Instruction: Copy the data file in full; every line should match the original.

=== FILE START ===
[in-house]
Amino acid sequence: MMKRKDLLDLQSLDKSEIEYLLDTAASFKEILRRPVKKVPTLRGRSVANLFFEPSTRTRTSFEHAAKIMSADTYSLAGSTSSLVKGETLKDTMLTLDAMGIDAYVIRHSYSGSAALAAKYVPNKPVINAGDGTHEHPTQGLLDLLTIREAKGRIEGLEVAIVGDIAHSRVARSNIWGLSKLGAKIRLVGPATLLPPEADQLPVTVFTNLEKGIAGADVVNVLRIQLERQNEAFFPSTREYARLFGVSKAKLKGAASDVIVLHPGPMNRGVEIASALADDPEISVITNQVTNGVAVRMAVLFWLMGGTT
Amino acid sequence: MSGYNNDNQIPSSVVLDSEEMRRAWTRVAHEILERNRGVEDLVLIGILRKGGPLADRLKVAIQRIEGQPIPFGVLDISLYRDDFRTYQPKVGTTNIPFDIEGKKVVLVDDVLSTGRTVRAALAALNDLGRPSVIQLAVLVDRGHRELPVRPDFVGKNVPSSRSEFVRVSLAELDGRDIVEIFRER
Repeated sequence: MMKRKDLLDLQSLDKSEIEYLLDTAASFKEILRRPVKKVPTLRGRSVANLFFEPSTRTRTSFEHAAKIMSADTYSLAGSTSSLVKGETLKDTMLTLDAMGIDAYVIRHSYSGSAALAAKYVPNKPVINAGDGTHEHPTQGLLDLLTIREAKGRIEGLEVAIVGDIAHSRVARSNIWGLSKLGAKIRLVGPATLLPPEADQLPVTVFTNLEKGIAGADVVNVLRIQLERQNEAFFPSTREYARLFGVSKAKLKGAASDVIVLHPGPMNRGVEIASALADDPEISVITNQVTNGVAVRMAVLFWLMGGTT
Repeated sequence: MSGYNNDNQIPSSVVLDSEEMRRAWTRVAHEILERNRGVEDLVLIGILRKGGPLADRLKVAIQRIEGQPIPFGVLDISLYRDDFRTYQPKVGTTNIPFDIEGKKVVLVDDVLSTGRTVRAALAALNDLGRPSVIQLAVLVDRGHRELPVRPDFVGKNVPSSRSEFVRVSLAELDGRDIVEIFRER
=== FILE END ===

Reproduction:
[in-house]
Amino acid sequence: MMKRKDLLDLQSLDKSEIEYLLDTAASFKEILRRPVKKVPTLRGRSVANLFFEPSTRTRTSFEHAAKIMSADTYSLAGSTSSLVKGETLKDTMLTLDAMGIDAYVIRHSYSGSAALAAKYVPNKPVINAGDGTHEHPTQGLLDLLTIREAKGRIEGLEVAIVGDIAHSRVARSNIWGLSKLGAKIRLVGPATLLPPEADQLPVTVFTNLEKGIAGADVVNVLRIQLERQNEAFFPSTREYARLFGVSKAKLKGAASDVIVLHPGPMNRGVEIASALADDPEISVITNQVTNGVAVRMAVLFWLMGGTT
Amino acid sequence: MSGYNNDNQIPSSVVLDSEEMRRAWTRVAHEILERNRGVEDLVLIGILRKGGPLADRLKVAIQRIEGQPIPFGVLDISLYRDDFRTYQPKVGTTNIPFDIEGKKVVLVDDVLSTGRTVRAALAALNDLGRPSVIQLAVLVDRGHRELPVRPDFVGKNVPSSRSEFVRVSLAELDGRDIVEIFRER
Repeated sequence: MMKRKDLLDLQSLDKSEIEYLLDTAASFKEILRRPVKKVPTLRGRSVANLFFEPSTRTRTSFEHAAKIMSADTYSLAGSTSSLVKGETLKDTMLTLDAMGIDAYVIRHSYSGSAALAAKYVPNKPVINAGDGTHEHPTQGLLDLLTIREAKGRIEGLEVAIVGDIAHSRVARSNIWGLSKLGAKIRLVGPATLLPPEADQLPVTVFTNLEKGIAGADVVNVLRIQLERQNEAFFPSTREYARLFGVSKAKLKGAASDVIVLHPGPMNRGVEIASALADDPEISVITNQVTNGVAVRMAVLFWLMGGTT
Repeated sequence: MSGYNNDNQIPSSVVLDSEEMRRAWTRVAHEILERNRGVEDLVLIGILRKGGPLADRLKVAIQRIEGQPIPFGVLDISLYRDDFRTYQPKVGTTNIPFDIEGKKVVLVDDVLSTGRTVRAALAALNDLGRPSVIQLAVLVDRGHRELPVRPDFVGKNVPSSRSEFVRVSLAELDGRDIVEIFRER